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In troubled waters: Rate hike a possibility to help keep struggling pools afloat

Bega Valley Shire Council's manager of leisure and recreation John Grady, mayor Kristy McBain, and aquatic and leisure facilities coordinator Nicholas Hoynes.
Bega Valley Shire Council's manager of leisure and recreation John Grady, mayor Kristy McBain, and aquatic and leisure facilities coordinator Nicholas Hoynes.

With council unable to afford crucial public swimming pool operating and maintenance costs, a one-off increase in rates may be on the cards.

Both Bega and Cobargo pools require work over the next 10 years, and general council funds will not be enough to cover the necessary costs.

In 2016 council sought the services of Otium Planning Group to conduct a review of local pools, which led to the adoption in late 2017 of a goal to maintain the current pools in Bega, Cobargo, Candelo, Eden, Pambula and Bemboka at "modern standards".

Bega Valley Shire Council's aquatic and leisure facilities coordinator, Nicholas Hoynes, said council currently spends $1.38million on pools annually, along with an average of $218,000 per year on maintenance.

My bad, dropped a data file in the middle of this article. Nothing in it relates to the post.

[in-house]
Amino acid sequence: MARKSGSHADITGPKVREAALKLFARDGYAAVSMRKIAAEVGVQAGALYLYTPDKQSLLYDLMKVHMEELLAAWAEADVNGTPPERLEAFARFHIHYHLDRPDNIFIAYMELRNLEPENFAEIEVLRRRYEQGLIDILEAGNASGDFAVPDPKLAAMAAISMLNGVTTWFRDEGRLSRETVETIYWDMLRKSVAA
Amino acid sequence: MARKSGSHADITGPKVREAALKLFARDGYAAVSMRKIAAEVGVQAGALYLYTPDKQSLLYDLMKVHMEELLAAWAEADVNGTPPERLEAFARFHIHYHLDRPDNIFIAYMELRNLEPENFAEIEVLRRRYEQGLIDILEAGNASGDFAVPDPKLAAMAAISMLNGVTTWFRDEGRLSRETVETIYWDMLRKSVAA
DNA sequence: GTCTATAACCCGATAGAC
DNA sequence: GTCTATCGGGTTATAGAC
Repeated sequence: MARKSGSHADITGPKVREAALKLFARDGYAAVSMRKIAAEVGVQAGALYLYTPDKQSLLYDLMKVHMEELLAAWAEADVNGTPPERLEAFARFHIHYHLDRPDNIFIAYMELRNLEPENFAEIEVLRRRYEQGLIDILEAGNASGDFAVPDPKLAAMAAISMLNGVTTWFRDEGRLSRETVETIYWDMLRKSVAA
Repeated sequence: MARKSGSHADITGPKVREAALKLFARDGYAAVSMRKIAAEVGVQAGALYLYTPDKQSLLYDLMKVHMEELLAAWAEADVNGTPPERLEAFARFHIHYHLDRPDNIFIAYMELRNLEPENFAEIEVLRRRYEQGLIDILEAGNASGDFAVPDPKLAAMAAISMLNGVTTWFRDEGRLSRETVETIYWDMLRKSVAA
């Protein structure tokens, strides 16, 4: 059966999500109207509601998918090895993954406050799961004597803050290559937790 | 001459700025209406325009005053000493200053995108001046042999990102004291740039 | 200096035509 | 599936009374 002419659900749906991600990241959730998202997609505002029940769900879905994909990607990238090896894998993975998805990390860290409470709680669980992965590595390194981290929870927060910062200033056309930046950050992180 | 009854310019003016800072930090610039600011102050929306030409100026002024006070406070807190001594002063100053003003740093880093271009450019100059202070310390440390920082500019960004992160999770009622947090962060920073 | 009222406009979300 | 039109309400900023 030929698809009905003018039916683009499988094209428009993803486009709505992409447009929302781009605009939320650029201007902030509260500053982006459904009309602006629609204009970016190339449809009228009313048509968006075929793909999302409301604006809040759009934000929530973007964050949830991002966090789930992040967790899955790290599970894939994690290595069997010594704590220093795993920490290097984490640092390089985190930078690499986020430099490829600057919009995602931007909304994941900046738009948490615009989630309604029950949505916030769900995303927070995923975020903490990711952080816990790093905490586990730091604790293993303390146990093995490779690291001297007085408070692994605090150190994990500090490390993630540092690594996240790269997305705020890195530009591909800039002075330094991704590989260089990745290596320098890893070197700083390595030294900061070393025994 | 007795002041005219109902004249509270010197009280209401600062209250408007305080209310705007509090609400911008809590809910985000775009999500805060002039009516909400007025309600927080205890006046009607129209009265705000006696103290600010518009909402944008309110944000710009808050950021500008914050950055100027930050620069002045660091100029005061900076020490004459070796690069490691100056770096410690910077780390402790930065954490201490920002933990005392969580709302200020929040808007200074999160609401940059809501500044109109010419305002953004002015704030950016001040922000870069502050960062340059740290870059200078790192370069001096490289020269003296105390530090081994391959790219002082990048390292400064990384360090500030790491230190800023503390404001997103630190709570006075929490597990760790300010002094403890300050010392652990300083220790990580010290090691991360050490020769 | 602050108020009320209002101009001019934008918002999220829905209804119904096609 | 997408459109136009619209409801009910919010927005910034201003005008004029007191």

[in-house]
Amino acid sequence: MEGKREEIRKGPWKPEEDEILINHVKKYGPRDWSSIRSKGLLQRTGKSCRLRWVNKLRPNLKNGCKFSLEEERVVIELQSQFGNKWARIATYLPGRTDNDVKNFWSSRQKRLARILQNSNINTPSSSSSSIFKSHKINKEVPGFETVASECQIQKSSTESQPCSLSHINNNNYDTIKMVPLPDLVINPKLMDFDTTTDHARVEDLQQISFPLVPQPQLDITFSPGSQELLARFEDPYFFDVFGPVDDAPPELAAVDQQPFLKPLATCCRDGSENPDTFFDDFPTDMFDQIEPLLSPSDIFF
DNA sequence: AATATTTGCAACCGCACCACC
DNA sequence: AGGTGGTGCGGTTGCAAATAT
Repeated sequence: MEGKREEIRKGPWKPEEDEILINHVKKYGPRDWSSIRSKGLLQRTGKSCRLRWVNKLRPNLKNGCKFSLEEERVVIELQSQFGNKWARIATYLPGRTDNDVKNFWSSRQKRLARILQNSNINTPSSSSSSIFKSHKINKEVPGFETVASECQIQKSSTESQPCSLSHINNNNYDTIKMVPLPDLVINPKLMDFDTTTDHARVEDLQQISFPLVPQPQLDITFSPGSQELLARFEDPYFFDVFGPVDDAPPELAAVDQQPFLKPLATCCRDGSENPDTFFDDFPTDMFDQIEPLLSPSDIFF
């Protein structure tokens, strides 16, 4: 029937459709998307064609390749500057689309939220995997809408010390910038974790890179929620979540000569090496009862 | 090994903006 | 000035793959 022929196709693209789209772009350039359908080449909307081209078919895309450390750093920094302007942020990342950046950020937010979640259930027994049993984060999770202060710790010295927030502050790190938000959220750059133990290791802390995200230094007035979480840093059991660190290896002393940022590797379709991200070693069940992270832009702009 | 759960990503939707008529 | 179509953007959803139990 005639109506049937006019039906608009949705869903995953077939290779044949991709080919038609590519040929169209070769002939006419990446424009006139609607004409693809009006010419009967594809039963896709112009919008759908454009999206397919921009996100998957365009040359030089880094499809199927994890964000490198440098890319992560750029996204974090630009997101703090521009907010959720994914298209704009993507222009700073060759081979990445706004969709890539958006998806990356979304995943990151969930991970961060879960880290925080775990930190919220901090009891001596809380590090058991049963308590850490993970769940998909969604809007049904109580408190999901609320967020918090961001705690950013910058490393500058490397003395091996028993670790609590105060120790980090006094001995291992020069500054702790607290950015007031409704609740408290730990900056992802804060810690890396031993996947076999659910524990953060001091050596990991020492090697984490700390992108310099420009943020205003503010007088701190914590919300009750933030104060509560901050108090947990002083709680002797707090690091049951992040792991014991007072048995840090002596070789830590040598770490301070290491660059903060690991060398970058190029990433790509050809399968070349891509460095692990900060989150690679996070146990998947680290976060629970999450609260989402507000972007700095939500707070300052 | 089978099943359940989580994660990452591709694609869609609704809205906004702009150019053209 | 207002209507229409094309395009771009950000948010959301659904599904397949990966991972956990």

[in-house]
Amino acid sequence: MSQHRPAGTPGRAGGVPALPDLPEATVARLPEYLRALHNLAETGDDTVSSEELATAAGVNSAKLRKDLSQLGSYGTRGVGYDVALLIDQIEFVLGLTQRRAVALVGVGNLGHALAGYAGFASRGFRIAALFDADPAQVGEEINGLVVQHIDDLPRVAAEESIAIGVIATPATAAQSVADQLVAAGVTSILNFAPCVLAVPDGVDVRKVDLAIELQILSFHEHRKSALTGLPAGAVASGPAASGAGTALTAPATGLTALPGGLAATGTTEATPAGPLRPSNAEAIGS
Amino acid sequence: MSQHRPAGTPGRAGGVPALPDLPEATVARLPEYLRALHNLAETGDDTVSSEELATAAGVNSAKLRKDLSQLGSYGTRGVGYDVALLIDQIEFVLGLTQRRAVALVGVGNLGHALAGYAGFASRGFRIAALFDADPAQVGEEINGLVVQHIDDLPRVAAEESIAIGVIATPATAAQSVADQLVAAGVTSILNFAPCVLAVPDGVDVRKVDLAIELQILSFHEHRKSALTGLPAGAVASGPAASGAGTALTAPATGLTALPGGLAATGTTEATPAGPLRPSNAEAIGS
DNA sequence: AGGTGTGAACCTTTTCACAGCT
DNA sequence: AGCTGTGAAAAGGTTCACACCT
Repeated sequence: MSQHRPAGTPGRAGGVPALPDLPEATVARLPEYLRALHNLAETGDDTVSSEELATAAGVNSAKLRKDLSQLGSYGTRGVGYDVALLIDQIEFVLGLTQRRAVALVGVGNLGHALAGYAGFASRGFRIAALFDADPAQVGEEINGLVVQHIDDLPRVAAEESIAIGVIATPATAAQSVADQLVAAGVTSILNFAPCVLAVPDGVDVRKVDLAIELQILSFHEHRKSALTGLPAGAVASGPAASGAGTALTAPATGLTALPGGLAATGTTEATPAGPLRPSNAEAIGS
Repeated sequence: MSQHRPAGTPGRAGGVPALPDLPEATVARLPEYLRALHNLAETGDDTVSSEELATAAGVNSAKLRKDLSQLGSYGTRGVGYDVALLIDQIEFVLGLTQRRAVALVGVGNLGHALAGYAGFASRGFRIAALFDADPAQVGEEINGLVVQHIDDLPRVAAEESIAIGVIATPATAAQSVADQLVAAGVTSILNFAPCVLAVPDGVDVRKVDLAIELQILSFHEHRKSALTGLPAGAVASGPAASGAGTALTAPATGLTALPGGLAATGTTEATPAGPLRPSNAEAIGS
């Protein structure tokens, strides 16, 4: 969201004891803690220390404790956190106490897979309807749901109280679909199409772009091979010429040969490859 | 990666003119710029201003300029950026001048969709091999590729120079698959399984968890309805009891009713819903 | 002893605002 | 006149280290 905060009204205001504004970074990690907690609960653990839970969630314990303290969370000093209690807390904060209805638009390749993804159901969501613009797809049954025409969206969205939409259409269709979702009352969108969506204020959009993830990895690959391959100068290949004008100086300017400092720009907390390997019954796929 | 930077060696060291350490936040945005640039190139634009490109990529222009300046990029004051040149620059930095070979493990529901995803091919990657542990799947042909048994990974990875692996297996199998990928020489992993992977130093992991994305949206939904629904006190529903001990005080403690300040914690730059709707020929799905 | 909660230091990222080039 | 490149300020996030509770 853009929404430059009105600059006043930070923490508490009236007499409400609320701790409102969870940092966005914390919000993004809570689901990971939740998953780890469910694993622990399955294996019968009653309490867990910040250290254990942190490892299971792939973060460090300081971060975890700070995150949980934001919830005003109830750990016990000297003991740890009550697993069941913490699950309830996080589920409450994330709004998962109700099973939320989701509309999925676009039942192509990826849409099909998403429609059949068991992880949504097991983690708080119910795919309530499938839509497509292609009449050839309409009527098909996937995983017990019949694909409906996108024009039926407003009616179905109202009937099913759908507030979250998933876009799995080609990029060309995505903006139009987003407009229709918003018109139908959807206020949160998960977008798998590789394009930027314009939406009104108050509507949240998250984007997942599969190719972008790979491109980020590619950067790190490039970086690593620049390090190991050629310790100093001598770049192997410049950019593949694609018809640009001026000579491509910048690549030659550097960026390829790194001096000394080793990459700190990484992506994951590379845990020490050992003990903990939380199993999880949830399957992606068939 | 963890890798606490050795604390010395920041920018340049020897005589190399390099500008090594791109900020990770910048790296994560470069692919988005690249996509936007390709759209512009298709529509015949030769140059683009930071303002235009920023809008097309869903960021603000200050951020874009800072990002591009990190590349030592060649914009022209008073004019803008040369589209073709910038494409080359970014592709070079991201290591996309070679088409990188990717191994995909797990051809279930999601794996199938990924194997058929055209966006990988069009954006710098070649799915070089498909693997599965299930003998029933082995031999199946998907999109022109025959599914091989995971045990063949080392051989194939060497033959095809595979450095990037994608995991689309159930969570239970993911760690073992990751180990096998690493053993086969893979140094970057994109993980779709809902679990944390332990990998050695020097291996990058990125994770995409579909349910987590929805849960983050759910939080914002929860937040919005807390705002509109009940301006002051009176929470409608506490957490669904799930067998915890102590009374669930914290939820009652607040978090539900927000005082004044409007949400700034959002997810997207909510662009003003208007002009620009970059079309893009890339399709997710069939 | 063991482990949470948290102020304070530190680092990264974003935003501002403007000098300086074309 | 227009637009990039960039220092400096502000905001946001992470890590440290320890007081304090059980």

With the cost of reaching council's goal estimated at over $2million per year, council's general manager Leanne Barnes said a funding strategy is needed ahead of the next financial year's budget.

Councils across the state are also finding it difficult to keep up with the cost of upgrading ageing swimming pools, and Ms Barnes said community feedback on the issue will be the first step.

Public opinion will soon be sought on the freshly released Swimming Pool Strategy Discussion paper, along with information sessions in the six towns with public pools, and the creation of a rates calculator will all be part of the consultation process, Ms Barnes said.

Councillors will then vote on a strategy at their November 20 meeting.

Ms Barnes said on Wednesday an application for a special rate variation above the rate peg is a serious option in helping keep the pools at a standard the community expects.

Shifting money from other assets and services from council's general fund and state and federal grants, community fundraising, and loans "similar to what we've done with the airport", are also options, she said.

The discussion paper states the option for increased pool fees are likely to be "counterproductive", and would "render pools inaccessible by cost".

Mr Hoynes said modelling has been used in preparing the document, and used the examples of pools in Adelong and Grenfell in NSW, and Bridgetown in Western Australia, as examples of effective modern design.

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This story In troubled waters: Rate hike a possibility to help keep struggling pools afloat first appeared on Bega District News.

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